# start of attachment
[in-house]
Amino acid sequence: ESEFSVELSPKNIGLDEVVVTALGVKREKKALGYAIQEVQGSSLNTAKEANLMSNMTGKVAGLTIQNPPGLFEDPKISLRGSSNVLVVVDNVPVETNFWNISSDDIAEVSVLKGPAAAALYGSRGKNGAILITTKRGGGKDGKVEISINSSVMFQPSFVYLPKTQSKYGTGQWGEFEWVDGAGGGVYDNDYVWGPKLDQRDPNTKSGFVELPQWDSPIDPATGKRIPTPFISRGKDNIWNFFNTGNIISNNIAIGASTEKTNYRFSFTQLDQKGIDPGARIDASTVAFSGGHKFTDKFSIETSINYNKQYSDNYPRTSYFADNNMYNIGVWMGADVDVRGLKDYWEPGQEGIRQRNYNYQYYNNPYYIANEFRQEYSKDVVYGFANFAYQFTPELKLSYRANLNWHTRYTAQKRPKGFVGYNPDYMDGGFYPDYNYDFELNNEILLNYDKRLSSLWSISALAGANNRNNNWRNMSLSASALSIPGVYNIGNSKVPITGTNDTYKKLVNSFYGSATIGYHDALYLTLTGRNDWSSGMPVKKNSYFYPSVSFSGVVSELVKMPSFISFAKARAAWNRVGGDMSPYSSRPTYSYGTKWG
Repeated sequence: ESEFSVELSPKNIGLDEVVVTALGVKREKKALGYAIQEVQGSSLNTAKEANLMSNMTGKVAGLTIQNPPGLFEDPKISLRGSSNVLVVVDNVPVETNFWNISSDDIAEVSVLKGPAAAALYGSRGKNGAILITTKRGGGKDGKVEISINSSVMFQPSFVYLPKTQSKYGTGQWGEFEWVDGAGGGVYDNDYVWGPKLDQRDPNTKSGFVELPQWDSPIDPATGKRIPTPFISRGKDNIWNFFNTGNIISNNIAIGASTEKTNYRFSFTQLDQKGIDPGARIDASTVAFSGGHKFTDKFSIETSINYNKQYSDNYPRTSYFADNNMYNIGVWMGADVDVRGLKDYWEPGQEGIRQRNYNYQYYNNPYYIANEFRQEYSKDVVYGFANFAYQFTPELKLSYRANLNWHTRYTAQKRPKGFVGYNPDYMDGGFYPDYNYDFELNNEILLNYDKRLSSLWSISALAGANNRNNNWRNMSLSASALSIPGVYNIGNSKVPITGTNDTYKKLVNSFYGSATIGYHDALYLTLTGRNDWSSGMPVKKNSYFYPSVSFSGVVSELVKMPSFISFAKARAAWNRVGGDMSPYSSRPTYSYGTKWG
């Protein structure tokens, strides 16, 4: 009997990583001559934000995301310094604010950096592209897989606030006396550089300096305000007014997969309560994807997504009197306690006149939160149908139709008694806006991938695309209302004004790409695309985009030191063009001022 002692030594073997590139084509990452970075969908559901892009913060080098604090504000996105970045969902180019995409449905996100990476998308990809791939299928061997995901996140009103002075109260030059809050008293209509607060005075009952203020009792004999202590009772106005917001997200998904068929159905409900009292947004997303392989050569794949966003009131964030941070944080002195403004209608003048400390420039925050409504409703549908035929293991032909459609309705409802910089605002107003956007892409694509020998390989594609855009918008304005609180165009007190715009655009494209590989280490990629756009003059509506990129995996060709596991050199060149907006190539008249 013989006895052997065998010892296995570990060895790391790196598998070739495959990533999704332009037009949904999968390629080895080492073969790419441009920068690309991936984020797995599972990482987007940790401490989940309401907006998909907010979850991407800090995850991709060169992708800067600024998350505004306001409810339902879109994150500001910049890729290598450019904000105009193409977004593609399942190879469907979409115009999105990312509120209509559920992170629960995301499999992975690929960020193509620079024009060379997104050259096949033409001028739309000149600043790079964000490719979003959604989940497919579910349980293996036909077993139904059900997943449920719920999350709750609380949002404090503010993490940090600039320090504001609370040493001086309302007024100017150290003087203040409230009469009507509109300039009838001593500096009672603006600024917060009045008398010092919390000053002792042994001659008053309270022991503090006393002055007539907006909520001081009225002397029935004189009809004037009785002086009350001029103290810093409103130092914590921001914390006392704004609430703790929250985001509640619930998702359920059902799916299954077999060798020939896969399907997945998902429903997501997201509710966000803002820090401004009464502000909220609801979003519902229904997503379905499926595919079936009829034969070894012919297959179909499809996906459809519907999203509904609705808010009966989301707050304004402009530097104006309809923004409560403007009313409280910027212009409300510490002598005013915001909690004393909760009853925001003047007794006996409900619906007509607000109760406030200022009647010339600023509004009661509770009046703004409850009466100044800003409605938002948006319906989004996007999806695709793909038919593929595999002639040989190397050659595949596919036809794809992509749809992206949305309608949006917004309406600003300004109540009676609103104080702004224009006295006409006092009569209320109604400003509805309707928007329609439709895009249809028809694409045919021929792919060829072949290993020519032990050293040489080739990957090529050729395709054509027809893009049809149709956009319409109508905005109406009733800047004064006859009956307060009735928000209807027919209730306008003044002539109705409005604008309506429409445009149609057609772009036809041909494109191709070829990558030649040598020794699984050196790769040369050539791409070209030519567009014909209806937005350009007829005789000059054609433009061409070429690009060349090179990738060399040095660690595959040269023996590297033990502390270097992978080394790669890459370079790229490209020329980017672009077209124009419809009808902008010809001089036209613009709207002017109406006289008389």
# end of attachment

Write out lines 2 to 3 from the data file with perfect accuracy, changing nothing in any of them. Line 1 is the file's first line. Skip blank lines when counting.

Amino acid sequence: ESEFSVELSPKNIGLDEVVVTALGVKREKKALGYAIQEVQGSSLNTAKEANLMSNMTGKVAGLTIQNPPGLFEDPKISLRGSSNVLVVVDNVPVETNFWNISSDDIAEVSVLKGPAAAALYGSRGKNGAILITTKRGGGKDGKVEISINSSVMFQPSFVYLPKTQSKYGTGQWGEFEWVDGAGGGVYDNDYVWGPKLDQRDPNTKSGFVELPQWDSPIDPATGKRIPTPFISRGKDNIWNFFNTGNIISNNIAIGASTEKTNYRFSFTQLDQKGIDPGARIDASTVAFSGGHKFTDKFSIETSINYNKQYSDNYPRTSYFADNNMYNIGVWMGADVDVRGLKDYWEPGQEGIRQRNYNYQYYNNPYYIANEFRQEYSKDVVYGFANFAYQFTPELKLSYRANLNWHTRYTAQKRPKGFVGYNPDYMDGGFYPDYNYDFELNNEILLNYDKRLSSLWSISALAGANNRNNNWRNMSLSASALSIPGVYNIGNSKVPITGTNDTYKKLVNSFYGSATIGYHDALYLTLTGRNDWSSGMPVKKNSYFYPSVSFSGVVSELVKMPSFISFAKARAAWNRVGGDMSPYSSRPTYSYGTKWG
Repeated sequence: ESEFSVELSPKNIGLDEVVVTALGVKREKKALGYAIQEVQGSSLNTAKEANLMSNMTGKVAGLTIQNPPGLFEDPKISLRGSSNVLVVVDNVPVETNFWNISSDDIAEVSVLKGPAAAALYGSRGKNGAILITTKRGGGKDGKVEISINSSVMFQPSFVYLPKTQSKYGTGQWGEFEWVDGAGGGVYDNDYVWGPKLDQRDPNTKSGFVELPQWDSPIDPATGKRIPTPFISRGKDNIWNFFNTGNIISNNIAIGASTEKTNYRFSFTQLDQKGIDPGARIDASTVAFSGGHKFTDKFSIETSINYNKQYSDNYPRTSYFADNNMYNIGVWMGADVDVRGLKDYWEPGQEGIRQRNYNYQYYNNPYYIANEFRQEYSKDVVYGFANFAYQFTPELKLSYRANLNWHTRYTAQKRPKGFVGYNPDYMDGGFYPDYNYDFELNNEILLNYDKRLSSLWSISALAGANNRNNNWRNMSLSASALSIPGVYNIGNSKVPITGTNDTYKKLVNSFYGSATIGYHDALYLTLTGRNDWSSGMPVKKNSYFYPSVSFSGVVSELVKMPSFISFAKARAAWNRVGGDMSPYSSRPTYSYGTKWG